Mention of a potential Brexit from Europe started to roll out at the end of 2014 in the run-up to the 2015 general election, but for many it was seen as an unlikely scenario, highlighted only because it was included in the Conservative manifesto.
The surprise majority win for the Conservative party last year, combined with the speed at which the government entered into renegotiations of terms for the UK and then set a referendum date, has propelled the vote to the top of most investors’ key concerns.
Figures from the May Bank of America Merrill Lynch Global fund manager survey show that while most respondents think a Brexit is more of a risk than a reality, with 71 per cent describing it as either unlikely or not at all likely, 27 per cent of those surveyed consider it the biggest ‘tail risk’, up from 19 per cent in April.
Angel Gurria, secretary general of the OECD, comments on the responsibilities of UK voters:
|“The question posed in the referendum, ‘Should the UK remain a member of the EU or leave the EU?’ is a taxing one. Taxing in the sense that its consequences are complex and permanent, not only for the UK but also for the rest of the EU and even beyond. So the responsibility borne by British voters on June 23 is very serious indeed. It will be an act of intergenerational responsibility.”|
The effect of the forthcoming vote is already being felt in markets, with sterling falling roughly 6 per cent against the euro since the start of this year to May 17 and the FTSE 100 index oscillating between lows of 5,536 in February to a high of 6,410 in April, data from FE Analytics shows.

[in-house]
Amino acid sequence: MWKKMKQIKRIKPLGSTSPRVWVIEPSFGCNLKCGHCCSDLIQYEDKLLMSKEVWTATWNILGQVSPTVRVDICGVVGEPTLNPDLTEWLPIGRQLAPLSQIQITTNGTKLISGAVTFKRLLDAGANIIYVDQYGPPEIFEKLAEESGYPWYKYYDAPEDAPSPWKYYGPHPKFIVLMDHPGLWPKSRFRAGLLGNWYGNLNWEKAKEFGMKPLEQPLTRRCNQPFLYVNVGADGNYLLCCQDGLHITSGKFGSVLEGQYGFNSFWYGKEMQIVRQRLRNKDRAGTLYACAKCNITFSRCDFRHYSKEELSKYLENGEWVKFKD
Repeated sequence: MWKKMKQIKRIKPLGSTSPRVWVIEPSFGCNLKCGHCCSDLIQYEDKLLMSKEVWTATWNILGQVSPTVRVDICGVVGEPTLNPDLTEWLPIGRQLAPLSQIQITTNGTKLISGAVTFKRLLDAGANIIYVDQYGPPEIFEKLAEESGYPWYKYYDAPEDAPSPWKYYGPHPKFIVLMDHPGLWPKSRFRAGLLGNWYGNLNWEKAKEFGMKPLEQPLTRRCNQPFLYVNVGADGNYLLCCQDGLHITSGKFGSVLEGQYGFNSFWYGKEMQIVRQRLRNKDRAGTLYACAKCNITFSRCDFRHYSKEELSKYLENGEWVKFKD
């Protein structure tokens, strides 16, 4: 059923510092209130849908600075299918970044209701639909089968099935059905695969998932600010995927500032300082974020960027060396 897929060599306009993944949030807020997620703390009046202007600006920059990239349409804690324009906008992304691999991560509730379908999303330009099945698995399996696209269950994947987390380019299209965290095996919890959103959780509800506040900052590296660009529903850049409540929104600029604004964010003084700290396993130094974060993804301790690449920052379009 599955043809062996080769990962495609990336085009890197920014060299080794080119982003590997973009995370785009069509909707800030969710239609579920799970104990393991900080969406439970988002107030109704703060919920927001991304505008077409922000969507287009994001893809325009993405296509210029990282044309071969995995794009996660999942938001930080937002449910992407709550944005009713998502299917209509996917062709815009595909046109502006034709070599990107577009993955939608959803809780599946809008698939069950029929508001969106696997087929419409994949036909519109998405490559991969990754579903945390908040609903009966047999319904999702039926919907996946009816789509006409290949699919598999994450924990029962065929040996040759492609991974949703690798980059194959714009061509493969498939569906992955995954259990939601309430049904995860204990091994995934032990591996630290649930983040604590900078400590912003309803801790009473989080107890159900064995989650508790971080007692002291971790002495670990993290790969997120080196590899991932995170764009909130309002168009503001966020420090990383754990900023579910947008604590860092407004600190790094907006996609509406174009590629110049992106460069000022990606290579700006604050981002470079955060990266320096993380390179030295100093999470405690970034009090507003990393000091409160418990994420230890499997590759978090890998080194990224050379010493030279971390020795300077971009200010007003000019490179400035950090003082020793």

More recently, sterling and the FTSE have bounced on signs that the polls are turning decisively in favour of a Remain vote. But the impact of the vote is already apparent. A slowdown in UK GDP growth in the first quarter to 0.4 per cent, including a contraction in production, manufacturing and construction, suggests some investors and businesses are adopting a wait-and-see approach before making a decision on where to place their money.
With key figures ranging from US president Barack Obama to the Bank of England’s Mark Carney and Christine Lagarde of the IMF weighing in on the debate on the perils of leaving the EU and Leave campaigners such as Nigel Farage suggesting there could be a second vote if the result is very close, it is no wonder investors are struggling to choose where to place their money.
Percentage in the May BofA Merrill Lynch Global Fund Manager Survey that consider Brexit the biggest investment ‘tail risk’.
Figures from the Investment Association show net retail inflows in March moved back into positive territory at £379m, compared with net outflows of £399m in February. But this is still less than half the amount flowing into investment funds in March 2015, when net retail inflows reached £965m.
In addition, equity funds seemed to bear the brunt of investor uncertainty in March, with net retail outflows of £459m, while outflows from UK equity funds reached £430m, suggesting the referendum debate is continuing to weigh on investor minds.
With less than a month to the vote, and potentially years of continued disruption ahead in the event of a decision to leave, the only thing that can be reasonably expected is more volatility and uncertainty.
For some investors this might be a cause for concern, but for those willing to take advantage of the disruption there could be some interesting investment opportunities available.
Nyree Stewart is features editor at Investment Adviser